Axelson Center to Honor Nonprofits for Exemplary Managerial Practices
Porchlight Counseling Services was awarded the 2013 Excellent Emerging Organization Award. Accepting the award for the organization at the Annual Symposium were Anne Bent, founder and board chair; Dr. Maria Nanos, therapist and LCSW; and Diana Newton, executive director; pictured above with Dr. Pier Rogers, director of the Axelson Center; Maree Bullock; and Dr. Wesley Lindahl, dean of the School of Business and Nonprofit Management at North Park University.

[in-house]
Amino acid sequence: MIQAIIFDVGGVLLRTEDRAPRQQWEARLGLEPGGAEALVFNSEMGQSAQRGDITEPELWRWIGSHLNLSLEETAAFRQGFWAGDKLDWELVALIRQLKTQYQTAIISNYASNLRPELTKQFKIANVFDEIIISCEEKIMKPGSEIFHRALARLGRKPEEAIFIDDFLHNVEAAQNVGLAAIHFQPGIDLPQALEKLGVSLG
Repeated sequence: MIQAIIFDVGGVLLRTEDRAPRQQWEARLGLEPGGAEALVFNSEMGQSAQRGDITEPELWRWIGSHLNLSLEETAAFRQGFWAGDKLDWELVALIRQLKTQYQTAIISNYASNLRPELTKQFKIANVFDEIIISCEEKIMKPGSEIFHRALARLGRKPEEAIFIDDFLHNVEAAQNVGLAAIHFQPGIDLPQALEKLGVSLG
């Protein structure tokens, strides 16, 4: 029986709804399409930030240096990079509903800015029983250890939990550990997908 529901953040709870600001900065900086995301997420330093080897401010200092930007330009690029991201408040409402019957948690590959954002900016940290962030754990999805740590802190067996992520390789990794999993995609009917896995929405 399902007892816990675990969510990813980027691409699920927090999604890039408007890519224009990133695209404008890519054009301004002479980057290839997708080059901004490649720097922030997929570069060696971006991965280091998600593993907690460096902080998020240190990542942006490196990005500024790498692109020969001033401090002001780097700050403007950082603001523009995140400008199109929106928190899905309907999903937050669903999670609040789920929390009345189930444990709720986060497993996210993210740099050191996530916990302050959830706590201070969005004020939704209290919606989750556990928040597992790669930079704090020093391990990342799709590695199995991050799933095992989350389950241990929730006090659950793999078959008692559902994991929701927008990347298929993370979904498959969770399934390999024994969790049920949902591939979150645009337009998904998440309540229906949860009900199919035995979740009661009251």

Applications due December 3 and January 10 for awards
CHICAGO (October 11, 2013) — The Axelson Center for Nonprofit Management is now accepting applications for the Alford-Axelson Award for Nonprofit Managerial Excellence and Excellent Emerging Organization Award—two prestigious awards that honor nonprofit organizations in the Chicago area that have built a strong management and leadership capacity.
Applications for the Alford-Axelson Award for Nonprofit Managerial Excellence are due Tuesday, December 3, 2013. Two winners will receive up to a $7,500 cash award, including a large nonprofit with a budget over $3 million and a small nonprofit with a budget under $3 million. The deadline for the Excellent Emerging Organization Award is Friday, January 10, 2014. One winner will receive a $2,500 cash award and a package of services designed to build organizational capacity that is valued at up to $50,000.